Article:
My friend Terence whined to me the other day: "People keep getting into the back of my car at the mall."
These, he believes, were people who had mistaken his car for their own.
Terence is a property developer. He goes to malls not to buy his comely wife lingerie, but to buy the mall. What sort of people think that his black Jeep SUV is theirs?
I wonder if they do, or if they're really just Uber people. In many senses.
It seems that the Bay Area (where Terence lives), as well as New York and other places, is increasingly prone to stranger car invasion.
Some drivers -- especially those of Priuses and SUVs -- are blaming Uber. Or rather, perhaps, app-obsessed milliennial types who think that in every Prius and SUV there must lurk an Uber driver.
As CBS San Francisco has it, annoyed drivers reach for Twitter to bemoan people trying to -- or even succeeding in -- getting into their cars.
This is a social phenomenon that needs deeper investigation. Are Priuses, for example, being so readily associated with Uber? Is there an essential sanctimony involved in both brands? Are they both inextricably linked with modern attempts to save the environment?
Or could it be that there are now so many Priuses on the roads of allegedly progressive cities that they roll along, one after another, in military file? The Prius is an especially recognizable car, so if an Uber user knows a Prius is coming, perhaps they don't look too closely to see whether it's their Prius or not.
Still, if the accusations are true, why aren't Uber users paying a little more attention? I know my own sanctimonious friends adore following the imminent arrival of their Uber car on little phone maps. They glory in the notion that the driver is only 3 minutes away, not 4. So it can't be that hard for people to identify the right car, can it?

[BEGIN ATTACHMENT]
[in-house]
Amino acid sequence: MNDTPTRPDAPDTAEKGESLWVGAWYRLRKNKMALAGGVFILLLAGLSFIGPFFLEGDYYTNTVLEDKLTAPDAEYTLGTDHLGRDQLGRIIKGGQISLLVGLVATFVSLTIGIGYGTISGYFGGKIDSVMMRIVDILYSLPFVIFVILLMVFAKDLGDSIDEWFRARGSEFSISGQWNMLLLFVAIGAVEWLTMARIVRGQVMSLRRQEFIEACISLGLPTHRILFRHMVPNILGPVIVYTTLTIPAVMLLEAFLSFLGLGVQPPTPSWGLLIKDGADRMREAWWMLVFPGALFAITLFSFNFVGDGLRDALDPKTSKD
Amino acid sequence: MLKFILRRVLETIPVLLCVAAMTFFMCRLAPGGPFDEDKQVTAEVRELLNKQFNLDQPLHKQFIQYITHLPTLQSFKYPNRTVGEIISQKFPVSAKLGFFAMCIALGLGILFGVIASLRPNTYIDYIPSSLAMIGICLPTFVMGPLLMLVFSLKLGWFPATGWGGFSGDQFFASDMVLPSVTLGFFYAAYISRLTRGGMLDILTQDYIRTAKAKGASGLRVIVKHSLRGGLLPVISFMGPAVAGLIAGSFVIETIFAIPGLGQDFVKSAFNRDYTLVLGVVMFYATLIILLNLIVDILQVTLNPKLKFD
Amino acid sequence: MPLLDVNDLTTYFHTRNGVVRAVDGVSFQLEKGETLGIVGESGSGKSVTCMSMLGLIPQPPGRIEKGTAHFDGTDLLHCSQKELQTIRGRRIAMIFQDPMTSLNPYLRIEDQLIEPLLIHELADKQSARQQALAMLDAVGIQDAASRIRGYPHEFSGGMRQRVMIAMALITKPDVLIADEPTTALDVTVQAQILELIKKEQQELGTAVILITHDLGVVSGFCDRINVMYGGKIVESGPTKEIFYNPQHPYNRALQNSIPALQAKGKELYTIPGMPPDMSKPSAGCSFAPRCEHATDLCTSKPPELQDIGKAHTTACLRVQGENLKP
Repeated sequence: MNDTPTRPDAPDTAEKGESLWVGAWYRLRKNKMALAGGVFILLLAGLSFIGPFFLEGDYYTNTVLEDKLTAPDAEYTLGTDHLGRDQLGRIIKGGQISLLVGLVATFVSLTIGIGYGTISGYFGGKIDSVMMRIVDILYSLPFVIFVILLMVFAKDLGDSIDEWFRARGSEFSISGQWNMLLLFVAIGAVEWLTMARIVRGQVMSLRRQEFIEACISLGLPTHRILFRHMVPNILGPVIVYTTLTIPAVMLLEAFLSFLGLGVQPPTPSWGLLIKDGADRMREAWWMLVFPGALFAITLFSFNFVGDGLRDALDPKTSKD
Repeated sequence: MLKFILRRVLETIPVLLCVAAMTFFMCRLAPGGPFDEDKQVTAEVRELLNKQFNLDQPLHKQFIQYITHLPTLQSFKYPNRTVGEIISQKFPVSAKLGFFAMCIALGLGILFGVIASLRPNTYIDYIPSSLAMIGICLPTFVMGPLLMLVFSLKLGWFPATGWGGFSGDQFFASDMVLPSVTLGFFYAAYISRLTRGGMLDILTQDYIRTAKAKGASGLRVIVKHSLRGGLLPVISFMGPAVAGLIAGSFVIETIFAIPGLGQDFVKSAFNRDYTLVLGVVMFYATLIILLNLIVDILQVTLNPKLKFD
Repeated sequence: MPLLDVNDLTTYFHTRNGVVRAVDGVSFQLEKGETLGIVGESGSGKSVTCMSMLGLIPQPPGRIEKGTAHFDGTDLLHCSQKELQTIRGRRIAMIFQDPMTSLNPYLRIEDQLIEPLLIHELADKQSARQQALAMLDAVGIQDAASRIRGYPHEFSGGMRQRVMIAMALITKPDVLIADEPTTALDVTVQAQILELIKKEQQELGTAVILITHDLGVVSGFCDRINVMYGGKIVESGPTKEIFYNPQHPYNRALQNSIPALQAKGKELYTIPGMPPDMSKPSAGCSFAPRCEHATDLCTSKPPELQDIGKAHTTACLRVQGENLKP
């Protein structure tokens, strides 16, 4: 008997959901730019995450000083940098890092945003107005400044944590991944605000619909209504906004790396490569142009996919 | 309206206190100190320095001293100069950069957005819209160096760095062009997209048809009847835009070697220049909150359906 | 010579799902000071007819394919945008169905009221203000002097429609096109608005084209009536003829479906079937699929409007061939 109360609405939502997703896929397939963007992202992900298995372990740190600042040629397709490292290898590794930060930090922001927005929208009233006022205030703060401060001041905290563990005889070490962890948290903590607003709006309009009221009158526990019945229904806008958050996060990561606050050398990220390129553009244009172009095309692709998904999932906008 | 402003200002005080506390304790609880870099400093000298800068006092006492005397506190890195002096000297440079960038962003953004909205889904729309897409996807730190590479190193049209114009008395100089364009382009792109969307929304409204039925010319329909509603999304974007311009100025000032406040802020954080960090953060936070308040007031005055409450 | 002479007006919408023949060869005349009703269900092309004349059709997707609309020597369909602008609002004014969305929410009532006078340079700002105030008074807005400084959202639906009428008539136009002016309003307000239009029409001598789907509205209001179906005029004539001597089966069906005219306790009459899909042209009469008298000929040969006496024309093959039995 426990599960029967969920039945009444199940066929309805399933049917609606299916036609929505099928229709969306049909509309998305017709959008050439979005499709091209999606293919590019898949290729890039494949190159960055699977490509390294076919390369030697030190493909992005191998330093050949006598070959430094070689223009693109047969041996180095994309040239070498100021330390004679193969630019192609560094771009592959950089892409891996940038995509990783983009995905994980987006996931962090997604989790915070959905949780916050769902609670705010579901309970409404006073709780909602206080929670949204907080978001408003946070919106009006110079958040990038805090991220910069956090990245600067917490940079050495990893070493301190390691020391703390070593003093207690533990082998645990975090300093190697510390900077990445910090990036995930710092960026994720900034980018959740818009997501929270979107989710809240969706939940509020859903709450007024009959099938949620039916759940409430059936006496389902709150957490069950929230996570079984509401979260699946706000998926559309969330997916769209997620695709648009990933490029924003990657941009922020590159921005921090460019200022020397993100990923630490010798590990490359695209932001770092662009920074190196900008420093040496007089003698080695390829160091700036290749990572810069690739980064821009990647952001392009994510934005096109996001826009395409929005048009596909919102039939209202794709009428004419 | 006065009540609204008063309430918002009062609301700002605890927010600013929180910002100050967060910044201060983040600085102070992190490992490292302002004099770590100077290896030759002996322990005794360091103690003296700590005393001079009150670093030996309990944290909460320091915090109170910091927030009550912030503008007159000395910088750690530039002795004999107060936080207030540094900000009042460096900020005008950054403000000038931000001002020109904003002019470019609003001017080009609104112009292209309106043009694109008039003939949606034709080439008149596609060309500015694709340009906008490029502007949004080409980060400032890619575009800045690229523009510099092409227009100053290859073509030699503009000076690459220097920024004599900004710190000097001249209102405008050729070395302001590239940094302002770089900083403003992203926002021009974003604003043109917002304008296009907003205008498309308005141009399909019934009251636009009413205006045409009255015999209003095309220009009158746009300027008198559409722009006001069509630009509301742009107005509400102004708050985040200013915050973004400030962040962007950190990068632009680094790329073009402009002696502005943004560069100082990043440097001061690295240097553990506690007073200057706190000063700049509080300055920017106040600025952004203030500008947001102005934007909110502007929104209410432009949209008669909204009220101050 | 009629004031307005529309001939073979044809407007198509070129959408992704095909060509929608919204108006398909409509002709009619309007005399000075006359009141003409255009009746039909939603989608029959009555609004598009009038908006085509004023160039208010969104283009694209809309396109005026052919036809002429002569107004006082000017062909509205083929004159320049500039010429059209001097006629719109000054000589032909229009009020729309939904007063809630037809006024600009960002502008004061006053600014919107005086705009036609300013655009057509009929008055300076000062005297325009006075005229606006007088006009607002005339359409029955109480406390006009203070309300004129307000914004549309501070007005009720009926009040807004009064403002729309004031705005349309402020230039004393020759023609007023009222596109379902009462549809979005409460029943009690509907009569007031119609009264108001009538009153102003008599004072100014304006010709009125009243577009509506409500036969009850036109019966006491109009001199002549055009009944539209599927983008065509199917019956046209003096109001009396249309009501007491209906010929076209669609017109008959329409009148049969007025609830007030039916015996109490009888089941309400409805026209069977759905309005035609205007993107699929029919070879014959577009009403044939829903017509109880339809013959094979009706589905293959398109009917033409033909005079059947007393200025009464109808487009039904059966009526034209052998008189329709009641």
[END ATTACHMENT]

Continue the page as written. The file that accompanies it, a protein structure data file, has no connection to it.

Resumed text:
Indeed, as an Uber spokesman told me: "The Uber app shows your driver's name, photo, car type, and license plate number so it's easy to find your ride, every time."
But perhaps not so easy for someone who is either entirely immersed in their own fascinating life (we are talking about San Francisco and New York here) or, just maybe, merely drunk.
I admit I was disturbed, on my last visit to New York, to see that so many yellow cabs are now Priuses and squitty little SUVs. It was as if the city had been invaded by a cabal of Mother Earth Teresas, determined to change the heart of a notoriously wicked place.
But please, Uber users, be sure that the car whose back door you reach for is the car whose back door you should be reaching for.
Prius drivers might well be aggressively progressive, fighting global warming wherever they find it.
I bet some of them are still packing, though.